Colin here. Unless you were perma-tuned into BBC or Al Jazeera International, you might have missed last week’s news of the death of Sultan Qaboos in Oman. He was the longest-serving leader in the Middle East and presided over Oman’s ascent into a peaceful society. As the Economist explained in its obituary:
Sultan Qaboos seized power from his father, with British help, in 1970, when he was 29. The older man ruled as a recluse: when he was deposed Oman had just three schools and 10km of paved roads. Sultan Qaboos set about modernizing the state. Though not as oil-rich as its neighbors, in 2010 the United Nations ranked Oman as the country that had developed most over the previous 40 years, ahead even of China.
Qaboos was a skilled hidden hand of diplomacy that solved a lot of regional disputes, and his new successor faces domestic political headwinds that are a full plate. The question here is can Oman maintain its influence on the world stage without the high profile cult of personality that Qaboos represented in his reign over the country?
Why is this interesting?
Over the years, Oman has played an outsized role in diplomacy, putting out fires and cutting deals in the region. Qaboos helped facilitate the negotiation of the 2015 Iran nuclear deal and stayed neutral in the wars in Yemen and Syria as well as the economic embargo against Qatar. According to the Washington Post:
Qaboos forged the sultanate amid two civil wars: one with the remnants of the imamate in the country’s interior and the other with a Marxist-Leninist group in southern Dhofar. He wove together an ethnically diverse country, including a multitude of tribes and sociopolitical communities, under one flag and one ruler. The late sultan used an inclusive political strategy centered on co-opting former and potential rivals and tirelessly promoting a rejection of extremism and peaceful coexistence. Qaboos also skillfully navigated palace politics in tense and volatile times, including the Arab Spring, while always maintaining the highest possible discretion.
In his first address to the nation, Qaboos’ successor, Sultan Haitham bin Tariq, pledged to maintain the Gulf state's foreign policy. "We will continue to follow in the same course the late sultan adopted...embracing foreign policies based on peaceful coexistence among peoples and countries without any interference in the domestic affairs of other states," he said in a speech broadcast on state television.
On the homefront, the necessary reforms also being implemented elsewhere in the region will cause friction and strife. Like Saudi Arabia and the UAE, with lofty “vision” projects, the Sultanate of Oman has tried to divest its economy from oil and natural gas and encourage entrepreneurship and innovation. In the past, Omanis have had generous welfare benefits stemming from the country’s natural resources. When oil prices are high, this is not a problem—the budget can be balanced assuming an $80-per-barrel price of oil—but today it is $58. So any reforms and restructuring, particularly when coupled with rising youth unemployment, will create continued domestic friction and ire. According to the Post:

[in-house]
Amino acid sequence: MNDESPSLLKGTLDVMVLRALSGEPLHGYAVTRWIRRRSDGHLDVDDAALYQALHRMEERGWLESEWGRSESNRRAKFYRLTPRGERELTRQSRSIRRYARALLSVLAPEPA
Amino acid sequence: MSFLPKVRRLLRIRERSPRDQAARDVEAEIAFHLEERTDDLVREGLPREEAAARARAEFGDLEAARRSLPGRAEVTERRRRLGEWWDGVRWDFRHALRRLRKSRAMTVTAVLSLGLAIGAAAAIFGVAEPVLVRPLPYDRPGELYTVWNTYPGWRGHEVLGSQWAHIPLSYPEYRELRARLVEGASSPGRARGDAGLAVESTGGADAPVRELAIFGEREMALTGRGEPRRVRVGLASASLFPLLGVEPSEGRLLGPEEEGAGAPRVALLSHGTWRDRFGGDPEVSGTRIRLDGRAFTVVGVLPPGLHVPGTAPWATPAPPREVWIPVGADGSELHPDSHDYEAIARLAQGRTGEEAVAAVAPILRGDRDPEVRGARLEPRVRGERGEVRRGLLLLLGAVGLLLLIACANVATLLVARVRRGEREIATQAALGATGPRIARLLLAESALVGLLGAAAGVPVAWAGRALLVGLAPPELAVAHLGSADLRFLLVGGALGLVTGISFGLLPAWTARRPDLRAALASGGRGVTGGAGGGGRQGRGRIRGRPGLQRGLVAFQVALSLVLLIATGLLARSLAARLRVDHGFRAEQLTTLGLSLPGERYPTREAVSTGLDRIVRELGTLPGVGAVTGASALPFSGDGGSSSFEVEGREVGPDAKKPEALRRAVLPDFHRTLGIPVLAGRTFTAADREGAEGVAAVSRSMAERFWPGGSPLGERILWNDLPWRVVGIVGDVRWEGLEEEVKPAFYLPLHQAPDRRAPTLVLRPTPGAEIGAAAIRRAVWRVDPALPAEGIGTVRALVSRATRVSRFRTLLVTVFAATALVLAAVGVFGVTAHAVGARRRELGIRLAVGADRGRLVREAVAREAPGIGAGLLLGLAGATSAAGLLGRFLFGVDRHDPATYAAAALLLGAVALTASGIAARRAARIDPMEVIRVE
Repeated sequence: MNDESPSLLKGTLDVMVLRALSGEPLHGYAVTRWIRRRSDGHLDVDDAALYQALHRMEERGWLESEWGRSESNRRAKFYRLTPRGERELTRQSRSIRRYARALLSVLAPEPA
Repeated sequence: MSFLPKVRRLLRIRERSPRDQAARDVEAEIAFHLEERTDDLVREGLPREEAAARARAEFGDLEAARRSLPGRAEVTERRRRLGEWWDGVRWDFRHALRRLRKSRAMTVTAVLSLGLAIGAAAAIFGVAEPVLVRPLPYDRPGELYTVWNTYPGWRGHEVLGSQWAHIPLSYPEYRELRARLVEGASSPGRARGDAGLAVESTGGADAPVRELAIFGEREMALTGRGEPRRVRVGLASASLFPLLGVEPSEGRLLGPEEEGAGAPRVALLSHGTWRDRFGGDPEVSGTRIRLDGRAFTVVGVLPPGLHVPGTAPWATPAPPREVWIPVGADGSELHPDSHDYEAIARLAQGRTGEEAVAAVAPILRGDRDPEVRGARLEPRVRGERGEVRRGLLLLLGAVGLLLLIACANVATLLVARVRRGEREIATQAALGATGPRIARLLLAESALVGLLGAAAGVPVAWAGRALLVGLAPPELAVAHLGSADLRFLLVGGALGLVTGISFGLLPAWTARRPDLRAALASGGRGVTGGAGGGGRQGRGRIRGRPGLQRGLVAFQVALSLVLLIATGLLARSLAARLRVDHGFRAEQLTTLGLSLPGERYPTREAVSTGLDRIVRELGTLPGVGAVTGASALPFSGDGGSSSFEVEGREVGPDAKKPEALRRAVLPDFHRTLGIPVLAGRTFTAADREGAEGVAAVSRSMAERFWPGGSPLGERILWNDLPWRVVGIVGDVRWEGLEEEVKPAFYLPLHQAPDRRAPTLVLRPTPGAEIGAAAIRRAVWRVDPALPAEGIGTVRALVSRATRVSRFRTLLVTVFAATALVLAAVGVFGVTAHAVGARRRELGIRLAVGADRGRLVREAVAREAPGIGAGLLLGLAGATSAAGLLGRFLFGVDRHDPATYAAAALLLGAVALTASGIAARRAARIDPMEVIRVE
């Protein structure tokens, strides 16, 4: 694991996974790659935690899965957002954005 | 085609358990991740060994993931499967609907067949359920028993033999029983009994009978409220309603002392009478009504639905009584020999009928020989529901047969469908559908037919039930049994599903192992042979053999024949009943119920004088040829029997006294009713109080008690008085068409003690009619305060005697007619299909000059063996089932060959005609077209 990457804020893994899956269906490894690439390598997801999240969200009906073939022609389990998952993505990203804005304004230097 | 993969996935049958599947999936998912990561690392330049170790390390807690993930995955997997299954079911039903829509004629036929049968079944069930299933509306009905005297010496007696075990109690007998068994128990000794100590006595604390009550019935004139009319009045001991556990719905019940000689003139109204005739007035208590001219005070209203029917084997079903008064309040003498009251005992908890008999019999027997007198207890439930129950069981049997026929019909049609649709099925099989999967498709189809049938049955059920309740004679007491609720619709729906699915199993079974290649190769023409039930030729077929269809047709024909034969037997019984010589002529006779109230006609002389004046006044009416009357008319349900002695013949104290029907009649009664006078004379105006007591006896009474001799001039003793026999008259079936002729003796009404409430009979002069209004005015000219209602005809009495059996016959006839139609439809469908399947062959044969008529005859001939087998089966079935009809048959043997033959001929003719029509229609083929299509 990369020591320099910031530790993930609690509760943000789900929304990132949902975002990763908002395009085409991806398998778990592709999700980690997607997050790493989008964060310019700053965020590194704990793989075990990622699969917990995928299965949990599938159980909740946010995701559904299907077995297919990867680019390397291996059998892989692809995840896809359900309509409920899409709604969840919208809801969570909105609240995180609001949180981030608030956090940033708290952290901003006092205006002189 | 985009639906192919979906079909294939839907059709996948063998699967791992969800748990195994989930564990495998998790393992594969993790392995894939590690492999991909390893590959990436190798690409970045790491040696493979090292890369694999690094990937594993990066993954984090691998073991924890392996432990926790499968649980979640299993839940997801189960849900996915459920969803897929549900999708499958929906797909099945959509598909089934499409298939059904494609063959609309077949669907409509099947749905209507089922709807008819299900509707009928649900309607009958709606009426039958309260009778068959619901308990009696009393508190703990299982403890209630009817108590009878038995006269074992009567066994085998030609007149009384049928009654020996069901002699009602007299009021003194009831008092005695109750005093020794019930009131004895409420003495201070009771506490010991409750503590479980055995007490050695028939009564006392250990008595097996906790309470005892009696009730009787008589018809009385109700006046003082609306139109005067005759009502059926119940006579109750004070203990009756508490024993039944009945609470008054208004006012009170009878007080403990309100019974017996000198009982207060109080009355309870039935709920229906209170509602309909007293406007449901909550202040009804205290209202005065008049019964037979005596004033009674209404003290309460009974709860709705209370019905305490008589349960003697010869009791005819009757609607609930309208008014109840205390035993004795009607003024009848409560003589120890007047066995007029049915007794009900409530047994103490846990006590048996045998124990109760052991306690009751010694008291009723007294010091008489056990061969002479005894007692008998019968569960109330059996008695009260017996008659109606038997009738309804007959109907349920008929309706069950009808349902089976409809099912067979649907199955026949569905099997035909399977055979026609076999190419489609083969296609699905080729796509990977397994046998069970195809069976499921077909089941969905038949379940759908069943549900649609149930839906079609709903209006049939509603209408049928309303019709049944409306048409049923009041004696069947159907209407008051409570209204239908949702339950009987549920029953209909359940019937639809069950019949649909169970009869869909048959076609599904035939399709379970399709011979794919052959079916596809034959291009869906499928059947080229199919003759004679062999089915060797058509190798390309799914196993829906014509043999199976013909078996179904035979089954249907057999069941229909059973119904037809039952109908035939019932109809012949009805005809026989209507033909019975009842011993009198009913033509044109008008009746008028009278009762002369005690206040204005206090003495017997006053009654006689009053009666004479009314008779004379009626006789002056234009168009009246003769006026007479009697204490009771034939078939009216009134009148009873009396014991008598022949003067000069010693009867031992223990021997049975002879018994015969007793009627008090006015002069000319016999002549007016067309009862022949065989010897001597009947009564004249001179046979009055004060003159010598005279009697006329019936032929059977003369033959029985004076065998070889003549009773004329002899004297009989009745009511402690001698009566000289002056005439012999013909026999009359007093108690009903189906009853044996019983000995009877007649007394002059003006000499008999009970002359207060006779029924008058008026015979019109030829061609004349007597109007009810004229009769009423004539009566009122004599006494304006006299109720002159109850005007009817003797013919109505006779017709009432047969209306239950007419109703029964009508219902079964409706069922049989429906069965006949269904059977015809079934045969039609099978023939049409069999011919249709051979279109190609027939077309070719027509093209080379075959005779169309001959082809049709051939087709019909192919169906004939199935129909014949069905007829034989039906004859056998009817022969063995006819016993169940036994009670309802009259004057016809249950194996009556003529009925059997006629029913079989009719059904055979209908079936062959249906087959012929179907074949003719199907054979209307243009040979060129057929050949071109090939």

With a growing population bent on defending its generous welfare benefits and a stagnant economy dominated by public-sector employment and public spending, Oman has been facing a persistent fiscal deficit and has consistently resorted to issuing debt on the international bond market. Now stuck in a debt repayment cycle, and with youth unemployment around 10 percent, Oman will urgently need to make unpopular reforms. Haitham will have to leverage his ties with Oman’s merchant families to solicit large private investments domestically, alongside trying to attract foreign capital. Winning the confidence of Omanis will be crucial, as he may have to cut public spending and employment.
In short, a leader can only do so much. As domestic pressures intensify with needed reforms, the open question is will Oman also be able to wear the regional firefighter and diplomat hat? The country is located in a regional hornet’s nest with prolonged war in its southern neighbor, Yemen, carried out by its UAE and Saudi neighbors to the West. Iran, sure to be a hotspot in the coming months, sits directly to the North, putting Oman smack dab in the middle of some of the most challenging foreign policy issues to arise in a new decade. How Sultan Haitham bin Tariq can manage a few 3D chess boards at once while taking over from a longstanding and much-loved leader will be interesting to watch. (CJN)
Cartoon of the Day:
Great interview with the founder of APC (CJN)
More on Oman’s vision 2040 (CJN)
Thanks for reading,
Noah (NRB) & Colin (CJN)
Why is this interesting? is a daily email from Noah Brier & Colin Nagy (and friends!) about interesting things. If you’ve enjoyed this edition, please consider forwarding it to a friend. If you’re reading it for the first time, consider subscribing (it’s free!).